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Agriculture / Conservation News
Connecticut State Grange names Avery as farmer of the year
 

By Phyllis Royx, Reminder News (11/6/07)

  NOVEMBER 2007 --

King George the III of England gave Isaac Avery a land grant in 1772," said Myron Avery Sr., 70. Three centuries and several generations later, the land has passed to Myron Avery who, like the father for whom he is named, is raising Registered Polled Hereford cattle he sells on the hoof. His herd currently numbers 48.

The Connecticut State Grange named Avery Outstanding Farmer of the Year in an Oct. 17 ceremony at the Crowne Plaza Hotel in Cromwell, Conn. The award was in recognition of Avery's commitment to environmentally-friendly farming methods and his dedication to preserving the family farm.

The Avery residence in Stafford sits right at the Stafford/Somers line on Route 190. The barns, outbuildings and most of the farm acreage is in Somers. Avery said that it has been somewhat of a struggle to hang on when market forces nationwide have driven small farmers out of business. "You do it for love of the farm," Avery said. "Right now, production of ethanol is driving up the price of cattle feed."

Sons Joseph and Roger are involved with the farm, and son Myron has a few head of his own on Buckley Highway in Stafford. "My daughter, Barbara, used to do a lot of farm work and was in 4-H ," said Avery. Avery's daughter Arlene is a workshare farmer at the CSA farm in Stafford.

Air Force training enabled Avery to make a living while working the farm. "I was a sheet metal technician at Kaman for 23 years," he said. He retired at age 62 from Kaman's Signature Flight Support Division.

"Farming is a 24/7 occupation. Calves are born at all hours of the day and night, fences break, and cows get loose," said Arlene, eldest of the five Avery children. "Sudden storms pop up while you're bringing in the hay. My dad ran the family farm with my retired grandfather while holding down a full-time job at Kaman. He would get up early to do morning chores, work a full day and sometimes more at Kaman and then come home, have supper and do evening chores."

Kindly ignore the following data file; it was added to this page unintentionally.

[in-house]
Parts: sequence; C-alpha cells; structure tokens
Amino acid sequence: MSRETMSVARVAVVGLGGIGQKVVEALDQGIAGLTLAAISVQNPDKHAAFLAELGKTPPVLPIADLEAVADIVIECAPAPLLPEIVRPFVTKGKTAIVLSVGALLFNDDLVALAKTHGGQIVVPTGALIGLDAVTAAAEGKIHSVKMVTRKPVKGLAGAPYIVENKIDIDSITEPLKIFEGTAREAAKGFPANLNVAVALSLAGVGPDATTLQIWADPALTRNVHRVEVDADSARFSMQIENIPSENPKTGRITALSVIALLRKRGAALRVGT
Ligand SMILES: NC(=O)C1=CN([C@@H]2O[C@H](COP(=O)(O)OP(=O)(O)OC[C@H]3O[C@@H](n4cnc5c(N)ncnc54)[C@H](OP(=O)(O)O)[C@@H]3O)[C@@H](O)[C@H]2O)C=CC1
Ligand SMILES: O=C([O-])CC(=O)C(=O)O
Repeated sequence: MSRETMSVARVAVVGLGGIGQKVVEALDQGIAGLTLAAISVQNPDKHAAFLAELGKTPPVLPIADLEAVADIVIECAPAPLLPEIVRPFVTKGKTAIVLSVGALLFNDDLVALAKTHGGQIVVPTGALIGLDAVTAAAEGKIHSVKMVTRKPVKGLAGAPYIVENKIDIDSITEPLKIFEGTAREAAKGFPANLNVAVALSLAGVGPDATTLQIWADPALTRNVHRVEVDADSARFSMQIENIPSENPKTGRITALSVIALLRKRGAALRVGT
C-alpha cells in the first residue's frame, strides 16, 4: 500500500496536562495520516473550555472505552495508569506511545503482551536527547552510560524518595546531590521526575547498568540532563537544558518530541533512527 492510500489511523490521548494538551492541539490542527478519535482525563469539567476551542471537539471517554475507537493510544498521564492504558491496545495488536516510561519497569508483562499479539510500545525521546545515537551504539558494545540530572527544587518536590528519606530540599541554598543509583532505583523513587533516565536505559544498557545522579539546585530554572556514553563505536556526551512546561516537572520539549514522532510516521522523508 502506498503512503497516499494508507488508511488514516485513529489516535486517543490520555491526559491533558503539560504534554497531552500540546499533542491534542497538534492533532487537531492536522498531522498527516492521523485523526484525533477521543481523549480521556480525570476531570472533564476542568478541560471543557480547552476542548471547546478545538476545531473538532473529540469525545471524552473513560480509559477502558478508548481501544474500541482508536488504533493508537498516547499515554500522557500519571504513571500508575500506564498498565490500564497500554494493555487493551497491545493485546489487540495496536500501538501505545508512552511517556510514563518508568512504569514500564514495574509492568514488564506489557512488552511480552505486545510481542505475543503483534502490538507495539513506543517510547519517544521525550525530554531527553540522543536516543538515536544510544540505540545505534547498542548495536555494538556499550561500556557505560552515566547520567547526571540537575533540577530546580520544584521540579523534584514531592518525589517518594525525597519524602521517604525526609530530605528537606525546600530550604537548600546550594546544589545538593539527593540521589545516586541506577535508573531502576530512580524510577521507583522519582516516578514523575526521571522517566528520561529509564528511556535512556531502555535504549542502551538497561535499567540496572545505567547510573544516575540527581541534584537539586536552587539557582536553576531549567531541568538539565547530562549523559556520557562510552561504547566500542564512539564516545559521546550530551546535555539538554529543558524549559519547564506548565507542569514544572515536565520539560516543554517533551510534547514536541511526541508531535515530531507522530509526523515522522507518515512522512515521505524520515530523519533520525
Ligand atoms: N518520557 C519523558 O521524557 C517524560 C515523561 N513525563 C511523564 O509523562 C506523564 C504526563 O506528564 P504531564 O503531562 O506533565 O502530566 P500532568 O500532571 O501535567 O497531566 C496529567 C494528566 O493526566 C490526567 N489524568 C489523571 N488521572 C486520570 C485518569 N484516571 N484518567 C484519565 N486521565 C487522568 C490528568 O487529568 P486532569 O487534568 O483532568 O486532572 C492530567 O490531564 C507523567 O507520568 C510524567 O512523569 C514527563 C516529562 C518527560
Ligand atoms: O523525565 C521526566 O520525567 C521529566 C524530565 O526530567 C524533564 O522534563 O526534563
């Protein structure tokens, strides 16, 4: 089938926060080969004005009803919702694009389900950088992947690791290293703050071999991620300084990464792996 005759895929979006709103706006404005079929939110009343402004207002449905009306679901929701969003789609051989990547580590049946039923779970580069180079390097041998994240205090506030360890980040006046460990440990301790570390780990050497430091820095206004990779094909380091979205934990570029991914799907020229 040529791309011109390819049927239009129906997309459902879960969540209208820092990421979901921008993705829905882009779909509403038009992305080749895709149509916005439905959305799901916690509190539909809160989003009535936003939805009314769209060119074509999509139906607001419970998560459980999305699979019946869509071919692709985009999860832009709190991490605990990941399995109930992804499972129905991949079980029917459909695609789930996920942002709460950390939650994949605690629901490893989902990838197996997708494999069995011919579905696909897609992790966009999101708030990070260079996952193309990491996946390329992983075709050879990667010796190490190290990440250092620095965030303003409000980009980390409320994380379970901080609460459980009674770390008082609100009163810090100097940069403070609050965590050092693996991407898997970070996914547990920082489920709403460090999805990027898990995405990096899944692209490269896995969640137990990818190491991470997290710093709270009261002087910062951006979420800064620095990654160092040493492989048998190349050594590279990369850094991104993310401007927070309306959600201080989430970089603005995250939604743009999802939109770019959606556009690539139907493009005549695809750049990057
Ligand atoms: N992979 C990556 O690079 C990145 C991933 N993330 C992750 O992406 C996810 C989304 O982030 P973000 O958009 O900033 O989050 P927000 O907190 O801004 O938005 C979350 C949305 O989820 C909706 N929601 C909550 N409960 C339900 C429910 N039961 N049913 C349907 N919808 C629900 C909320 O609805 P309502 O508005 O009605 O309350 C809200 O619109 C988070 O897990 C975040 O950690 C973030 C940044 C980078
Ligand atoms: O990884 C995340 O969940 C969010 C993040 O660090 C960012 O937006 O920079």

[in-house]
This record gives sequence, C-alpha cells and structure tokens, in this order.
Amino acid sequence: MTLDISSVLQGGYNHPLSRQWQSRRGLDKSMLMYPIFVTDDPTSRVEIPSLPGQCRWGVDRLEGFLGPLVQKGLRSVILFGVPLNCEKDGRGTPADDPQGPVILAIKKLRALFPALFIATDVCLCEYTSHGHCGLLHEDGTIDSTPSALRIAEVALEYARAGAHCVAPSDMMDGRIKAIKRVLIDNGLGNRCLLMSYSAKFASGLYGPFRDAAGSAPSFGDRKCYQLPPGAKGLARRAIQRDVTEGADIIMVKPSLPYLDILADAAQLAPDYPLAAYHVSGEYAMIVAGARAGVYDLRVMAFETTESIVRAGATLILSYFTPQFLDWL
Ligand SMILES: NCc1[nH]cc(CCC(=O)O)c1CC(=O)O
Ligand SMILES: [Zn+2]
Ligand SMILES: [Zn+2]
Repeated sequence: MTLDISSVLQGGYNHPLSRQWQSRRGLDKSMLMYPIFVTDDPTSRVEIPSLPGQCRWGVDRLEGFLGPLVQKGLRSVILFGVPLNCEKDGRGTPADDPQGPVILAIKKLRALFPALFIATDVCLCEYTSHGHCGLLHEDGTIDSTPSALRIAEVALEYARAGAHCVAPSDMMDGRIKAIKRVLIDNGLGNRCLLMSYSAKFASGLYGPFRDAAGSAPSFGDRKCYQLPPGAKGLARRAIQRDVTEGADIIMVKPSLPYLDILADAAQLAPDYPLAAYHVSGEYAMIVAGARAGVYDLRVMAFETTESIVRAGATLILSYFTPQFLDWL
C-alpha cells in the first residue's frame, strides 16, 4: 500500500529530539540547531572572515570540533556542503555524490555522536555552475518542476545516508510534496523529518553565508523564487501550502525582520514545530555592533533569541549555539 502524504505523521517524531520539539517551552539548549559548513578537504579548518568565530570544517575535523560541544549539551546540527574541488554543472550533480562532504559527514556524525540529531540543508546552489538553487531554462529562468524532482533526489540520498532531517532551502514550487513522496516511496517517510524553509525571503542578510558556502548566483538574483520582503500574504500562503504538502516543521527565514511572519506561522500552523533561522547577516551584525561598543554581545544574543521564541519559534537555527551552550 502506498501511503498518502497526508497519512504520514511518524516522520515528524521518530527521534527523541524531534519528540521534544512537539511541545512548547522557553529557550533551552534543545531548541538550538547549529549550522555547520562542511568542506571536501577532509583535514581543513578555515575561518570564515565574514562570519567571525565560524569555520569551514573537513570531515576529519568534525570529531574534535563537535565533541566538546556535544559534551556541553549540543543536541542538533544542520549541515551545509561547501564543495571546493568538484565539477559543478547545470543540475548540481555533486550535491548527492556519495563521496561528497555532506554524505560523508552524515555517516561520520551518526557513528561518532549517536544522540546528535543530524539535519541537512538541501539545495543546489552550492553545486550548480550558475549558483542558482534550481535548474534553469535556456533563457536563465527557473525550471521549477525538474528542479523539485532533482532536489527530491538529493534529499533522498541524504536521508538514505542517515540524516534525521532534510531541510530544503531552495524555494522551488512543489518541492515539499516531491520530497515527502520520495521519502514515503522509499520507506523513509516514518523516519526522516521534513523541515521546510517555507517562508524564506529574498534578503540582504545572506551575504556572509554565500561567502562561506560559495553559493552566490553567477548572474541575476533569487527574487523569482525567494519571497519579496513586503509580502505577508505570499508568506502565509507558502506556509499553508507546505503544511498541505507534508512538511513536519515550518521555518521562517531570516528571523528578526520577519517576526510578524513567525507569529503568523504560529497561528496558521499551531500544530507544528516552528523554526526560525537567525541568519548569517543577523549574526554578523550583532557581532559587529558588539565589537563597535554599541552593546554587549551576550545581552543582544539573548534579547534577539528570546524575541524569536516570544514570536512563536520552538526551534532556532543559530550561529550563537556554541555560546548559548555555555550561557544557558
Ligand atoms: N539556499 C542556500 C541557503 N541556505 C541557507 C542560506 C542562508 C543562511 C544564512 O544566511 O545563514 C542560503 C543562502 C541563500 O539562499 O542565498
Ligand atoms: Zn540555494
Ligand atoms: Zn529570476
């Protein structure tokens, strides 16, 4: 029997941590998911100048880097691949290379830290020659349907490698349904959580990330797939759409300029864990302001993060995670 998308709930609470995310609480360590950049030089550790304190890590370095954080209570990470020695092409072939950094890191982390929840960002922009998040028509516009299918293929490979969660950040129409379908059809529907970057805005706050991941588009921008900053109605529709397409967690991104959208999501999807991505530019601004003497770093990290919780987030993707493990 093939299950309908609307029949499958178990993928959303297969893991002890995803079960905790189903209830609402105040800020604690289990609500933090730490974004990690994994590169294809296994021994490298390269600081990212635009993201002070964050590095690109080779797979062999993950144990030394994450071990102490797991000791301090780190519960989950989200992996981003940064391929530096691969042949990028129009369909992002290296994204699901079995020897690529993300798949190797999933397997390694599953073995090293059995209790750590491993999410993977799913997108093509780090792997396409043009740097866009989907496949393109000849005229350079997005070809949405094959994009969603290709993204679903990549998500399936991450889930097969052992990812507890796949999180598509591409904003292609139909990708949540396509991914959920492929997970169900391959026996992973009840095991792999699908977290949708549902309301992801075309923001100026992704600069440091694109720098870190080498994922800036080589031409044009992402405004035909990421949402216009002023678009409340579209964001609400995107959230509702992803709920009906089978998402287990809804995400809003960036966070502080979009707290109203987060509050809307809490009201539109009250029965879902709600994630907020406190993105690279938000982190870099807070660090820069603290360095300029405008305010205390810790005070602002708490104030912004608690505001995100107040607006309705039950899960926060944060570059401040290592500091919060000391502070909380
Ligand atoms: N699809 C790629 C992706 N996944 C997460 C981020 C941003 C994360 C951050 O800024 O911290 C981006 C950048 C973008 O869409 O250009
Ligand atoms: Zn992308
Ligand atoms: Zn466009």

Avery met his wife, Masako, while serving in the Air Force from 1954-58 . They married in Japan in 1958. Masako is from Moji, Japan. As Arlene states, her mother has been very supportive of her husband.

"Since my father's time was nearly all consumed by his full-time day job and the farm, much of the responsibility of raising and caring for the five children fell to my mother," Arlene said. "We farm kids had huge appetites, and when we had extra workers helping to bring in silage and hay, she cooked for them also. There was an endless cycle of laundry; besides our regular clothing we had ‘barn clothes' that became quickly soiled from doing farm work."

Avery's sister, Doris Murray, said, "My other brothers weren't interested in running the farm, although Daniel was herdsman at the University of Connecticut . I hope the farm stays in the family."

Avery is a past president at Tolland County Agricultural Center and has served on the organization's Board of Trustees. Presently, he is a vice president of the Tolland County Farm Bureau and a Tolland County State Farm Bureau representative.

Stafford Grange Master Milo Bradway said, "He's overseer at Stafford Grange. That's like being vice president . You take over when the master can't be there." Avery is a longtime member.

Avery's U.S. family history dates back to Sea Captain James Avery, a 17th century New London settler for whom Avery Point in Groton is named.

 

 
 
 
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